April 29, 2009
Through the Rockies on my own.
I had made the journey once before, under different circumstances though. I found myself making this journey once again. My Raleigh reliant road bike is stowed in the bicycle room in the baggage car, my cabin, though small seems like a vast empty music hall. I leave for dinner as the four chime sounds and I see in the corner of my eye the porter entering and turning down the bed for the night.
The dining car is filled with groups and couples, occasionally here and there, there are businessmen sitting alone eating dinner by themselves, but after putting down their flatware, they'd shift over to the bar car for joviality. I remained planted. My business bag in the chair next to me, a few books peer out from the opening, their covers reaching out their arms asking me to pick one. I dont pay any attention to any of them, instead, I'm peering at a familiar face looking back at me. I look into his little brown eyes, his antlers peek out like a set of rabbit ears. His big brown nose is mottled from months of nuzzling and falling asleep. That flip floppy moose never left my side since college. Now I'm on a Canadian Pacific dining car, racing through the Rockies on my way to a Canadian Timberwoods conference in Ottawa. I had to leave my cushy little apartment in Vancouver for this at the request of my foreman at the furniture workshop.
I've been to Ottawa once or twice. I think it was twice. The last time, I went with a special someone. I pulled the sliding door to the observation car, hearing it hiss behind me as it closed. I looked ahead of me, the stairway climbing up to the observation platform. I sushed my feet over the faded carpet, my sperry topsiders illuminated by the ground guiders. I take a seat at a familiar booth, the porter comes by with the small iron brazer to keep the booth warm. I pull out moosie, set him onto the table. The heat of the brazer starts to warm him up, the smell of pink grapefruit starts to fill the car, a few couples heads turn to find the source of the smell, the look but turn back.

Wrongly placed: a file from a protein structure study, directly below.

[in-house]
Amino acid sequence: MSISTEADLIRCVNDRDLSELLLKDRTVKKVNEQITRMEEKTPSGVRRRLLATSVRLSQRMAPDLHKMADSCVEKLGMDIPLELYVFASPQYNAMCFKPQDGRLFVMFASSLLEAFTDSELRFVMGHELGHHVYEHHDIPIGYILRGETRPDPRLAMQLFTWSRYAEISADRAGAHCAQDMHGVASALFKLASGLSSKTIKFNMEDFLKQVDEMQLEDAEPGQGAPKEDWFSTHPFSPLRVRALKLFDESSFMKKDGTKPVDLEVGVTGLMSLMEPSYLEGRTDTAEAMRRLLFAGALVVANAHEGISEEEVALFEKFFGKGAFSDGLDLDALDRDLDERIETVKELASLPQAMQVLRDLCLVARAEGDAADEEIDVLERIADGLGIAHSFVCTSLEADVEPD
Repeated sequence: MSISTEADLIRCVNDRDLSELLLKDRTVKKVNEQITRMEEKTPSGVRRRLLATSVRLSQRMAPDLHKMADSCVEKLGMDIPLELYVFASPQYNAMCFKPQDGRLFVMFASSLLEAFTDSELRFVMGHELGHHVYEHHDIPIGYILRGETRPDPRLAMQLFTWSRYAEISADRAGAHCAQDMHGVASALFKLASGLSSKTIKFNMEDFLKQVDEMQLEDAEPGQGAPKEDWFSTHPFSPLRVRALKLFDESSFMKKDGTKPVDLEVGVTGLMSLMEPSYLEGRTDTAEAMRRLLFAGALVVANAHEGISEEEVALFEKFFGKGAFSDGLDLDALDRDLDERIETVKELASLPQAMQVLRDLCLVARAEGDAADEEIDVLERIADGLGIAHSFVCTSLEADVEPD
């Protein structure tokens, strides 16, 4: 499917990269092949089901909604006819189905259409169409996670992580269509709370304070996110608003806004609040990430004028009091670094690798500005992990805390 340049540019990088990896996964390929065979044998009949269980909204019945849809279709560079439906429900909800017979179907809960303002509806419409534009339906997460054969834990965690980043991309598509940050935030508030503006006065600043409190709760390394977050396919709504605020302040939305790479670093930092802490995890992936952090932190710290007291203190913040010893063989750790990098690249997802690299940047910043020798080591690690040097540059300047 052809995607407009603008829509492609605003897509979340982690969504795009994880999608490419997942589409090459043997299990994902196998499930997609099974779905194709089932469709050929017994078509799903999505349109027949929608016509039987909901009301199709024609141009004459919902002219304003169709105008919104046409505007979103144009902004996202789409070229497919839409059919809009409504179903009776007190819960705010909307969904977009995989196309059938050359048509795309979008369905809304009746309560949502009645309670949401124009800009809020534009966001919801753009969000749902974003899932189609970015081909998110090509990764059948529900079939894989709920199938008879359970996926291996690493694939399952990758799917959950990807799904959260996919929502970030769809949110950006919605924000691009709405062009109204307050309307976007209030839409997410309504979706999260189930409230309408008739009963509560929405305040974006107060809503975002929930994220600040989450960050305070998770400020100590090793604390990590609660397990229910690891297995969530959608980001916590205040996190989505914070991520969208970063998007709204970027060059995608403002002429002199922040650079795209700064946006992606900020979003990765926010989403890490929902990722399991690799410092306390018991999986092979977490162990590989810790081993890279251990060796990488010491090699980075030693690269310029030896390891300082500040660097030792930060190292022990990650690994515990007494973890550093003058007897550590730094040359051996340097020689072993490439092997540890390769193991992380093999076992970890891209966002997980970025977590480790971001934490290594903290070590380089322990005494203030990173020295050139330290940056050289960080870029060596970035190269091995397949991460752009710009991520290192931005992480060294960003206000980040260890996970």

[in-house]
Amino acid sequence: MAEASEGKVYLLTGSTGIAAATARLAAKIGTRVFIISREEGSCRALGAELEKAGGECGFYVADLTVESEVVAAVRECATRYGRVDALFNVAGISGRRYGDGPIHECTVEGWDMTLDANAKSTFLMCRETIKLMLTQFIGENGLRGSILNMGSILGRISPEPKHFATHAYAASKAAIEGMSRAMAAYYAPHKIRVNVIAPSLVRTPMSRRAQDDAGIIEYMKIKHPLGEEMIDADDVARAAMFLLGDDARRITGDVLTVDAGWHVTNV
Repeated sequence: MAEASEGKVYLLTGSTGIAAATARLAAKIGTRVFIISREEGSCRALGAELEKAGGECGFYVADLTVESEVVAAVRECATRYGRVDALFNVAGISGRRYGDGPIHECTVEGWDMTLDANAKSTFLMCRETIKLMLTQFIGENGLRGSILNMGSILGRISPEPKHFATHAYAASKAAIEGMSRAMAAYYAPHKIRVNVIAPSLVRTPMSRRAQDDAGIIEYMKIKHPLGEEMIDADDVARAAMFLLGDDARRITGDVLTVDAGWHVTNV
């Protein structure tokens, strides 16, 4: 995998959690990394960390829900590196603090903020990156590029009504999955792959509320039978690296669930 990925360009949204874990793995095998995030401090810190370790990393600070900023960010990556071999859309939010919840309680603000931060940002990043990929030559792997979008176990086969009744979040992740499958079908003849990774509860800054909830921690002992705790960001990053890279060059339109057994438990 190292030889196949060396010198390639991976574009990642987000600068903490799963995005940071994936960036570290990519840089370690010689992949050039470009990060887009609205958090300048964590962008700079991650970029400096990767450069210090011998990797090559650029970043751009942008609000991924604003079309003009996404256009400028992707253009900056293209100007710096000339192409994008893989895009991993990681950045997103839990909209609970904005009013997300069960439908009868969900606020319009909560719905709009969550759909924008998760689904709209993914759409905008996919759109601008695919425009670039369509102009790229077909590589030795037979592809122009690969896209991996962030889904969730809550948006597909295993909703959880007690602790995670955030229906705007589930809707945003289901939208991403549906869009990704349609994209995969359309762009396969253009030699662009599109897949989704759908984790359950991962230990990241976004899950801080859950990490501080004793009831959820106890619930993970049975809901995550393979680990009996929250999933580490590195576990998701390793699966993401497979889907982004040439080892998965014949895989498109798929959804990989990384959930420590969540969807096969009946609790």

At ten, the lights are extinguished, the waiter made his rounds, I order a pot of earl grey and he brings it around and places it on top of the brazer. His white mess jacket disappears at the end of the car and descends to the lower half of the car. I sit quietly, the orange glow from the coils dimly illuminate the table top. Moosie rolls over as the train turns over a large curve. I pull the heavy sheepskin blanket up higher over my lap and my head drops back. The stars drift slowly through the clear ceiling. The cold mountain air laps up against the window, occasionally tangoing with the warm air making little foggy spots. The snow capped peaks rush by, the tall pines fall over behind me. I cock my head forward again realizing i'm the only person in the car left. The slow shlucking of the wheels makes me shiver. The moonlight illuminates the car dimly and the pale white light makes the car seem to be lonely. The porter comes up, his white jacket is dazzling in the light he makes a small comment, that the car is closing. I bundle up the blanket, tuck moosie into my arm and I walk out. I look back one more time, I can feel her under my arm as I walk out, funny thing is, she's not there anymore.
I change into an undershirt and basketball shorts. I click out the light I lay in the top bunk. She would have been in the bottom and joined me, but I laid there like a log, my arms outreached, embracing the extra pillow just with one thing on my mind.